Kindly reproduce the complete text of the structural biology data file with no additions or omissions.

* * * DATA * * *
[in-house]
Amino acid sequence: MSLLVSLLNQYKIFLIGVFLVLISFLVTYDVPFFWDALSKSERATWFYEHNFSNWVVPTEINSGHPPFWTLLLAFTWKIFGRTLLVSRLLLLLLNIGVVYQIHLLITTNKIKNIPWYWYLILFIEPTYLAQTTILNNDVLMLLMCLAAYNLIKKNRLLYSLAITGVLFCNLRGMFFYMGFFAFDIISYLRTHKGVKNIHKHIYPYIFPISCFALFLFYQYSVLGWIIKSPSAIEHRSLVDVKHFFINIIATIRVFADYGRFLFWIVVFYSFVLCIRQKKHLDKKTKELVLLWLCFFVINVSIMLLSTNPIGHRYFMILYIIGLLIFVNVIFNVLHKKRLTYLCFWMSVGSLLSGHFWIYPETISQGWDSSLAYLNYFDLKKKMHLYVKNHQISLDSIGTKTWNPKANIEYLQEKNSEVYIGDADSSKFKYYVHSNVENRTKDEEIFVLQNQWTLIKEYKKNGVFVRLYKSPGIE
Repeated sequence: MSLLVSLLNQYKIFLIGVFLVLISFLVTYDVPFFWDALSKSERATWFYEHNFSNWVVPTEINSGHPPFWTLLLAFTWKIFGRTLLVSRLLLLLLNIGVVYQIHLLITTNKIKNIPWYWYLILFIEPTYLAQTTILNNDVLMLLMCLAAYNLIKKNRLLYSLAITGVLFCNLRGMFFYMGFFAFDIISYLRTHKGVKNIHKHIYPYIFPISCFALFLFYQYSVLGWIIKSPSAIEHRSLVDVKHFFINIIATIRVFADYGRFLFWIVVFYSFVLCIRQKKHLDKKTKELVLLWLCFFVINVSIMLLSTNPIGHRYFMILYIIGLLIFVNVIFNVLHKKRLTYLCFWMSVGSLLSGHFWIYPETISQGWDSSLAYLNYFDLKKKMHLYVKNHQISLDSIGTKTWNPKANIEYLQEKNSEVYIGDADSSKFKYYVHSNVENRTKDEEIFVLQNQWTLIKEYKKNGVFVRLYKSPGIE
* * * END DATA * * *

[in-house]
Amino acid sequence: MSLLVSLLNQYKIFLIGVFLVLISFLVTYDVPFFWDALSKSERATWFYEHNFSNWVVPTEINSGHPPFWTLLLAFTWKIFGRTLLVSRLLLLLLNIGVVYQIHLLITTNKIKNIPWYWYLILFIEPTYLAQTTILNNDVLMLLMCLAAYNLIKKNRLLYSLAITGVLFCNLRGMFFYMGFFAFDIISYLRTHKGVKNIHKHIYPYIFPISCFALFLFYQYSVLGWIIKSPSAIEHRSLVDVKHFFINIIATIRVFADYGRFLFWIVVFYSFVLCIRQKKHLDKKTKELVLLWLCFFVINVSIMLLSTNPIGHRYFMILYIIGLLIFVNVIFNVLHKKRLTYLCFWMSVGSLLSGHFWIYPETISQGWDSSLAYLNYFDLKKKMHLYVKNHQISLDSIGTKTWNPKANIEYLQEKNSEVYIGDADSSKFKYYVHSNVENRTKDEEIFVLQNQWTLIKEYKKNGVFVRLYKSPGIE
Repeated sequence: MSLLVSLLNQYKIFLIGVFLVLISFLVTYDVPFFWDALSKSERATWFYEHNFSNWVVPTEINSGHPPFWTLLLAFTWKIFGRTLLVSRLLLLLLNIGVVYQIHLLITTNKIKNIPWYWYLILFIEPTYLAQTTILNNDVLMLLMCLAAYNLIKKNRLLYSLAITGVLFCNLRGMFFYMGFFAFDIISYLRTHKGVKNIHKHIYPYIFPISCFALFLFYQYSVLGWIIKSPSAIEHRSLVDVKHFFINIIATIRVFADYGRFLFWIVVFYSFVLCIRQKKHLDKKTKELVLLWLCFFVINVSIMLLSTNPIGHRYFMILYIIGLLIFVNVIFNVLHKKRLTYLCFWMSVGSLLSGHFWIYPETISQGWDSSLAYLNYFDLKKKMHLYVKNHQISLDSIGTKTWNPKANIEYLQEKNSEVYIGDADSSKFKYYVHSNVENRTKDEEIFVLQNQWTLIKEYKKNGVFVRLYKSPGIE